Join WITF in partnership with the Harrisburg Alumnae Chapter of Delta Sigma Theta Sorority, Inc. on Wednesday, September 9 at 7pm for a virtual sneak preview of the documentary film Pushout: The Criminalization of Black Girls in Schools before it premieres on WITF TV. Afterwards, stay with us as a panel of experts discuss the film. This event is supported by the Pennsylvania Housing Finance Agency.
This virtual preview screening event is presented in collaboration with WITF’s Toward Racial Justice series which features conversations on racial justice to educate, engage and inspire change.
Major Kristal-Turner Childs will moderate this event. She is the director of Bureau of Forensic Services with the Pennsylvania State Police, a WITF Board member, and a member of the Harrisburg Alumnae Chapter of Delta Sigma Theta Sorority, Inc.
Monique W. Morris, EDD — Executive Producer & Writer, PUSHOUT
Jenni Chavis — Attorney, Chavis Law Firm, LLC
Dr. Sabina Grant-Spencer — Assistant Principal, Harrisburg SciTech
Dr. Ericka Pinckney NCC, LPC — Independent Contractor and Associate Clinical Director – Intellectual Disability Services, Human Service Organization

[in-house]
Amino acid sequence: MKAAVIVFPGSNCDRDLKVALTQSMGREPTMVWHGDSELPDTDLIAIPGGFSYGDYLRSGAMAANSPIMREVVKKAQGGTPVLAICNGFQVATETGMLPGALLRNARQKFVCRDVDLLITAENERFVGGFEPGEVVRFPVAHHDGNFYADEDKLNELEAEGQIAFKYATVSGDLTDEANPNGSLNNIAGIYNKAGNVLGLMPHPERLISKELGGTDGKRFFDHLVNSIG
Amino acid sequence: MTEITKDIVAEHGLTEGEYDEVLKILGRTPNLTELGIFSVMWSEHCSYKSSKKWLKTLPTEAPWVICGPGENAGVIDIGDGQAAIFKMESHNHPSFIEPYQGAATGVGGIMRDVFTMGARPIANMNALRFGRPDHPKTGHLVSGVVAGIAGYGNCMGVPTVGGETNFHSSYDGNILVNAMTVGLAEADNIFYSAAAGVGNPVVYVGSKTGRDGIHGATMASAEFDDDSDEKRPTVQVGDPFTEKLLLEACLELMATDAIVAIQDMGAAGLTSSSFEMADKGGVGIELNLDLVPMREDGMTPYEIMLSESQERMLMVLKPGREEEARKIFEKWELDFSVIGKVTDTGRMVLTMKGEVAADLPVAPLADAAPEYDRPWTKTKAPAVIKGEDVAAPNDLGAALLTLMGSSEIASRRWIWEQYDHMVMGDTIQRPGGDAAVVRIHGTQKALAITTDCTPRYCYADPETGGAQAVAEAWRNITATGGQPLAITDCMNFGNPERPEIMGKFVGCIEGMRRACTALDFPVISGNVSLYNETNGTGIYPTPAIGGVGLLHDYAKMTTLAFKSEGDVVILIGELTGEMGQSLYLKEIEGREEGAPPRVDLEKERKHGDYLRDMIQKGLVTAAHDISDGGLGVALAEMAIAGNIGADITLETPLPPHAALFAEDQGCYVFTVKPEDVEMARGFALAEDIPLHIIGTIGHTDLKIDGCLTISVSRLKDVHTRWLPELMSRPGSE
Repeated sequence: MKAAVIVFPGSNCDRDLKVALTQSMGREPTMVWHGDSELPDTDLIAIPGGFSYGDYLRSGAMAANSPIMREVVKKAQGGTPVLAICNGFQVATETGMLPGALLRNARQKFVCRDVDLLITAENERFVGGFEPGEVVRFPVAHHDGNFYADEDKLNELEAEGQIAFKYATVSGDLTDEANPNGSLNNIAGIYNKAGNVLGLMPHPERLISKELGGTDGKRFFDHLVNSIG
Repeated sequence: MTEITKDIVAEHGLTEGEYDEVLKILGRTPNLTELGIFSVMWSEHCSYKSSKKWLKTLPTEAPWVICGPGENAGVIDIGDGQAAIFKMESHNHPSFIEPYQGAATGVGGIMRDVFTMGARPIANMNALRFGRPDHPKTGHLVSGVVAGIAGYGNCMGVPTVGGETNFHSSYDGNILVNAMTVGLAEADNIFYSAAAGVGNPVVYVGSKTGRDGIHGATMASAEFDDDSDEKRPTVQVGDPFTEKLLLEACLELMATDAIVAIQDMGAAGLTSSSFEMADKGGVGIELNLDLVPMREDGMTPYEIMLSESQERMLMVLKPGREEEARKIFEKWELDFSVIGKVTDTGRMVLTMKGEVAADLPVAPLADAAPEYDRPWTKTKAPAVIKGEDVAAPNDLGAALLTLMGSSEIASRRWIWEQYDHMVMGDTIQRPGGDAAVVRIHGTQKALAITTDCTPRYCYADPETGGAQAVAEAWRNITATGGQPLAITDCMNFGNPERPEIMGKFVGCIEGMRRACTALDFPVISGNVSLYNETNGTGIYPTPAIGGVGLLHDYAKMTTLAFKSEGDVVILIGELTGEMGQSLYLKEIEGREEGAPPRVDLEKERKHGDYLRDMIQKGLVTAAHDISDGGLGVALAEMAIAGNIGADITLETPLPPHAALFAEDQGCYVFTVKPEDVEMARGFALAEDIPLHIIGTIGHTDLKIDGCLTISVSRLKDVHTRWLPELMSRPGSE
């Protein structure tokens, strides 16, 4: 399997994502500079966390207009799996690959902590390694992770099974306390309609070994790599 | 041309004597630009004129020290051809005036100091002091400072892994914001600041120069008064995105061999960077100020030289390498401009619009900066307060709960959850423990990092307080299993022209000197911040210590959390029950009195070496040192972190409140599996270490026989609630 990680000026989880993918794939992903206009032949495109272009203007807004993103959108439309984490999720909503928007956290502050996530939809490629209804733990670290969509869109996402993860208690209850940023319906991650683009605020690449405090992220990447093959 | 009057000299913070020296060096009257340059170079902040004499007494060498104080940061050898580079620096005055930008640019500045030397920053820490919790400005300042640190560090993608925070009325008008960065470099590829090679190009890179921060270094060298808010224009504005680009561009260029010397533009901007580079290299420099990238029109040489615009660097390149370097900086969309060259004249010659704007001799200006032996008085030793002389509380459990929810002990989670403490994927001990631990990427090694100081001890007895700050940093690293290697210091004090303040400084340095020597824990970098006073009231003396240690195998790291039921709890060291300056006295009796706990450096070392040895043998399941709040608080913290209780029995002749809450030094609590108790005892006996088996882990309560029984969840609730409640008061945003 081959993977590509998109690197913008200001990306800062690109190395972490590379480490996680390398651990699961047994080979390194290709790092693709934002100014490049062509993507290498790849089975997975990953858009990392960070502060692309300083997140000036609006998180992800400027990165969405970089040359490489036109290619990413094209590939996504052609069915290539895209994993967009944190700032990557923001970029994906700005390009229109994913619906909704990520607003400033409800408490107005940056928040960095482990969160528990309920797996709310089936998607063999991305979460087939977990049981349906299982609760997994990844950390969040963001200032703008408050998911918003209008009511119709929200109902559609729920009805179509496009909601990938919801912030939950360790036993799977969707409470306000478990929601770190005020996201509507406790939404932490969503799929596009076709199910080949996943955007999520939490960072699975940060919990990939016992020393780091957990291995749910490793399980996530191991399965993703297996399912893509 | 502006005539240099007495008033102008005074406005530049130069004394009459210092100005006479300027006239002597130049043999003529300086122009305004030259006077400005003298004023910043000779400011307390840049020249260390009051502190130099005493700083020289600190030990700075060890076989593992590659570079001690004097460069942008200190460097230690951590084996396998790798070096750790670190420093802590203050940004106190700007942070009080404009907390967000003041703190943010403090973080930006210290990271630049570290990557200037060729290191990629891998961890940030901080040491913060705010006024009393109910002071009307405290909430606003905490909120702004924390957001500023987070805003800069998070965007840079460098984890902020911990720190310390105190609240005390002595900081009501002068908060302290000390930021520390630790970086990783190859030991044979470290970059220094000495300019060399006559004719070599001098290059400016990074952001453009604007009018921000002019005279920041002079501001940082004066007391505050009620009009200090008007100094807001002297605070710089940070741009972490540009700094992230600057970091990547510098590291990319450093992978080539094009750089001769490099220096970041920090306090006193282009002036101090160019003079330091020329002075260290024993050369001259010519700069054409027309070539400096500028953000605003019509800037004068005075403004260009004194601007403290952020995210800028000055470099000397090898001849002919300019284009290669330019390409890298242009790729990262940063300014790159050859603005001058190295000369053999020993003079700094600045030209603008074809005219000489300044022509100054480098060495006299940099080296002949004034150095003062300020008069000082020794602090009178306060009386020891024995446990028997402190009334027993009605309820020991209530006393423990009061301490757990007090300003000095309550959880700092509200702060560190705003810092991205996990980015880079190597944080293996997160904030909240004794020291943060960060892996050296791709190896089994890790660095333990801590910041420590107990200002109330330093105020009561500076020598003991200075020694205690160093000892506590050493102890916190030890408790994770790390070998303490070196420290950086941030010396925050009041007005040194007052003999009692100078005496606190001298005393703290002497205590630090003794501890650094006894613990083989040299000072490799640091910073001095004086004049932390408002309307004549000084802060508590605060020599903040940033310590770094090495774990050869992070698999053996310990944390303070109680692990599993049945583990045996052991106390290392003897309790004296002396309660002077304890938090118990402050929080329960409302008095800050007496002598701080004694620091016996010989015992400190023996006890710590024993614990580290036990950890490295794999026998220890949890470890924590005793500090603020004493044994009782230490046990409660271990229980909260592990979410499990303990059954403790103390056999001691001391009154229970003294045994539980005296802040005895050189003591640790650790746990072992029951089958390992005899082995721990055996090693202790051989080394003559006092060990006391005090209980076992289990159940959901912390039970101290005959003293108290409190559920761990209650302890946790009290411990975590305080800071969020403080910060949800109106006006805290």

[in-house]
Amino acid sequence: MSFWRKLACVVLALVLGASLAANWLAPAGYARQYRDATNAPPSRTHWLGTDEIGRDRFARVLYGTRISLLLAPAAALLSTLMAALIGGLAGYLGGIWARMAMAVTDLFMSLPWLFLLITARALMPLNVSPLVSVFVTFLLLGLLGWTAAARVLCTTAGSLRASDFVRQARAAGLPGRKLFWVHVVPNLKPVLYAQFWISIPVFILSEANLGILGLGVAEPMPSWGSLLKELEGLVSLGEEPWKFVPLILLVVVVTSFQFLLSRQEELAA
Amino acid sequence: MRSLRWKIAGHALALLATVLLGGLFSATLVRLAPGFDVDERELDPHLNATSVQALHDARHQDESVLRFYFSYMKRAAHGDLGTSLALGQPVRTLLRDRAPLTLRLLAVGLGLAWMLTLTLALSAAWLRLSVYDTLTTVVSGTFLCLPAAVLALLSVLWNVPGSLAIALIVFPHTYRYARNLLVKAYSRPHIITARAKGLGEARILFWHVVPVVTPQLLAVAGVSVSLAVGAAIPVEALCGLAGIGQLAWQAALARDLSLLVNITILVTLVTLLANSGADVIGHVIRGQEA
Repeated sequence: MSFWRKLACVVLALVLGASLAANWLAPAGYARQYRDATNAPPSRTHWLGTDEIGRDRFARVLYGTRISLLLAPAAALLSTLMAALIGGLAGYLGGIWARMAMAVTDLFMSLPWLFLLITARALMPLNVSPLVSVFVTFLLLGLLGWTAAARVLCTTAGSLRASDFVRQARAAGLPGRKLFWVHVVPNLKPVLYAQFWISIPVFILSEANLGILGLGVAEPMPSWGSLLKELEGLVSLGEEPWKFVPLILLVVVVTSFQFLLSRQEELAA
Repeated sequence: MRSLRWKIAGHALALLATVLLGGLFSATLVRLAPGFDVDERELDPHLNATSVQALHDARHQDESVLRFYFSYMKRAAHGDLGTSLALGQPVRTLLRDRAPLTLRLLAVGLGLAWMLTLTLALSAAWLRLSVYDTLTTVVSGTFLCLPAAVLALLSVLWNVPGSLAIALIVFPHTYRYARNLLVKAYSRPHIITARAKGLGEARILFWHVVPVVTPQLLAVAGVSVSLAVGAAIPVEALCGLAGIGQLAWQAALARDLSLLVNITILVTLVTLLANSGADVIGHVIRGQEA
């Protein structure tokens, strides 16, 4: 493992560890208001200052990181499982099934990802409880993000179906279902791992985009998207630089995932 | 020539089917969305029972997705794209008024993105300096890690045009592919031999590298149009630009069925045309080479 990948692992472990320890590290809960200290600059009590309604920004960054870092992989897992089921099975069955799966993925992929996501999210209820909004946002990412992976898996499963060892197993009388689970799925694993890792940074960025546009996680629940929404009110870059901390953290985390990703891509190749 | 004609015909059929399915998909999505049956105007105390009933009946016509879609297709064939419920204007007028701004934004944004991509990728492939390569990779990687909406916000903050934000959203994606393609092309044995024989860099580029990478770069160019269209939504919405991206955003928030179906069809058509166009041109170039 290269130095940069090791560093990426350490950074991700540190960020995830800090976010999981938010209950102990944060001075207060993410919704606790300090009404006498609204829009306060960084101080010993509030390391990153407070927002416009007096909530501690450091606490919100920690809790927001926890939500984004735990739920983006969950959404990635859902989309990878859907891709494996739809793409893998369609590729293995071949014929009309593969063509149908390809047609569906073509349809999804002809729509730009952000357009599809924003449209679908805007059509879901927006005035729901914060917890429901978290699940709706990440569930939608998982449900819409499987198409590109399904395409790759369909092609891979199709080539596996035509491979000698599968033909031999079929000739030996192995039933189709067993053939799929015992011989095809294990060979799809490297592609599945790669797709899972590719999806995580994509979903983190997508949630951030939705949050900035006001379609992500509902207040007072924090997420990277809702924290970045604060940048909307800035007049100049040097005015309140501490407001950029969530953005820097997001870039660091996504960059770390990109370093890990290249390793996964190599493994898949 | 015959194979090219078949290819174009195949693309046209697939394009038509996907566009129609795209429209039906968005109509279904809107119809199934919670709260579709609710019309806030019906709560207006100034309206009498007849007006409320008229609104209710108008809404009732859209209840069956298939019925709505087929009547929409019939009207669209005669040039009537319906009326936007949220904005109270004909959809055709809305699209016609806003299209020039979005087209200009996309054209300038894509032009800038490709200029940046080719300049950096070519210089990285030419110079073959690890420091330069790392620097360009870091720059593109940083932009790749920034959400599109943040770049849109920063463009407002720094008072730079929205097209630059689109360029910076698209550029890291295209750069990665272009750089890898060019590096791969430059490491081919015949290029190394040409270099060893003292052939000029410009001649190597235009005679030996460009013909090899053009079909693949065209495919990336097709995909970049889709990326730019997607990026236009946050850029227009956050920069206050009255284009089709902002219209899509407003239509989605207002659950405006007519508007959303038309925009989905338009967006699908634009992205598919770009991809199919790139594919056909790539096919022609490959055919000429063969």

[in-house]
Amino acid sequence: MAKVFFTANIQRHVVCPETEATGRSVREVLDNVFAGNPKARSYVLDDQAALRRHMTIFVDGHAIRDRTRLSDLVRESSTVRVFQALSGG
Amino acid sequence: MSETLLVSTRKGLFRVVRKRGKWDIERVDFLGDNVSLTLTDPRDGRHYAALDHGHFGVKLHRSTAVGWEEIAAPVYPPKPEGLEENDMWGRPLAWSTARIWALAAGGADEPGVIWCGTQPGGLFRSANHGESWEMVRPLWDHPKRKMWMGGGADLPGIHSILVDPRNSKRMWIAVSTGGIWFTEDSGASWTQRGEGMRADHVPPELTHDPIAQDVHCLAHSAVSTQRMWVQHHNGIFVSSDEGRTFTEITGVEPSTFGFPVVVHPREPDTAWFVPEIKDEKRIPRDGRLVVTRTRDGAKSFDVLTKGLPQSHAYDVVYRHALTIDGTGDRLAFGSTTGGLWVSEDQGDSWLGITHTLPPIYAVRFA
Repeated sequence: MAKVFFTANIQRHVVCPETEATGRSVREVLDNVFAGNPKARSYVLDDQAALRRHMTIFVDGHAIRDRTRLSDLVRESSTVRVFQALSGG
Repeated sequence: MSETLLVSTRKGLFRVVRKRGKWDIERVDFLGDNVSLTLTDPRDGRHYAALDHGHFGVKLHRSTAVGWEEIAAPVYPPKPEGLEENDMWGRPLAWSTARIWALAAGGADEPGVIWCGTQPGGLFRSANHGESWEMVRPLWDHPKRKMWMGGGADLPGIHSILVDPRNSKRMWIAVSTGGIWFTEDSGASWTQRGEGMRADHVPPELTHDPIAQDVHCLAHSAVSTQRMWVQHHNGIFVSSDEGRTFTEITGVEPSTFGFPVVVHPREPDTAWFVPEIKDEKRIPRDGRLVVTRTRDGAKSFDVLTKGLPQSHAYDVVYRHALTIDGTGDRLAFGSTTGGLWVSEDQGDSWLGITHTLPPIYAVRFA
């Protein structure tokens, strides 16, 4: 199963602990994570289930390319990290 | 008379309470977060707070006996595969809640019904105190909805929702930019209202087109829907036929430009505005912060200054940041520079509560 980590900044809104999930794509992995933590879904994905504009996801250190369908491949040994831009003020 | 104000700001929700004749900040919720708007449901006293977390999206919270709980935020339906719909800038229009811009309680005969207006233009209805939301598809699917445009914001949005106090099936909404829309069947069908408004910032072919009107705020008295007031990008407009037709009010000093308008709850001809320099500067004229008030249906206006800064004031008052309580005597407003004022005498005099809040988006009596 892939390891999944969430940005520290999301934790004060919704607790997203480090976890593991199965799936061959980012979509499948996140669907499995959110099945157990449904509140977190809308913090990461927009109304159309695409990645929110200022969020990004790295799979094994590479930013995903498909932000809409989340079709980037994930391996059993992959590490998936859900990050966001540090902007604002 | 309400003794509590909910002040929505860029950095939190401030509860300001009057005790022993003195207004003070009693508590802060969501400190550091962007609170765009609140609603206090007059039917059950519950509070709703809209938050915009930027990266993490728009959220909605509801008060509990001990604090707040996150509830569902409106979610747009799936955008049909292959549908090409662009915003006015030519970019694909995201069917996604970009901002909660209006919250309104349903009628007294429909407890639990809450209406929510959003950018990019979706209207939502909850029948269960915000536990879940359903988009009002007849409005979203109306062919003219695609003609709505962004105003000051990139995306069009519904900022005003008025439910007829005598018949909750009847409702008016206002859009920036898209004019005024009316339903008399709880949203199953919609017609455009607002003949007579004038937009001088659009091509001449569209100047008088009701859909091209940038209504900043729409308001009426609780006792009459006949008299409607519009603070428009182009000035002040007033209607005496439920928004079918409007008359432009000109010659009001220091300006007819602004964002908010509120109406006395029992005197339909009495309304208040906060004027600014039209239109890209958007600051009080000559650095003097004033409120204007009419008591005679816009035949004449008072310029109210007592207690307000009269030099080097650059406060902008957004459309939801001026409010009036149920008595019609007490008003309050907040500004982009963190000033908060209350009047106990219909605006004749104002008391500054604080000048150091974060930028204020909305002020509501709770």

Can’t make the preview event?
Watch the full broadcast premiere on WITF TV September 17 at 8pm.
PUSHOUT: THE CRIMINALIZATION OF BLACK GIRLS IN SCHOOLS is a feature length documentary that takes a deep dive into the lives of Black girls and the practices, cultural beliefs and policies that disrupts one of the most important factors in girls’ lives – education. The documentary underscores the challenges Black girls face with insight from experts across the country who have worked extensively in the field of social justice, gender equality and educational equity. These experts give context to the crisis and provide a roadmap for how our educational system and those who interact with Black girls can provide a positive rather than punitive response to behaviors that are often misunderstood or mis-represented. While the challenges facing Black boys in this country have garnered national attention, absent from that conversation was how girls of color, particularly Black girls, are being impacted. PUSHOUT addresses that crisis.The documentary focuses on challenges Black girls face, emphasizing first-person narratives from girls. We hear from them as young as the age of seven and as old as 19. They describe navigating a society that often marginalizes and dismisses them. At the same time the documentary lays out how adults and policy makers can address the needs of these young girls and women with positive responses that can short circuit the pervasive over punishment of Black girls.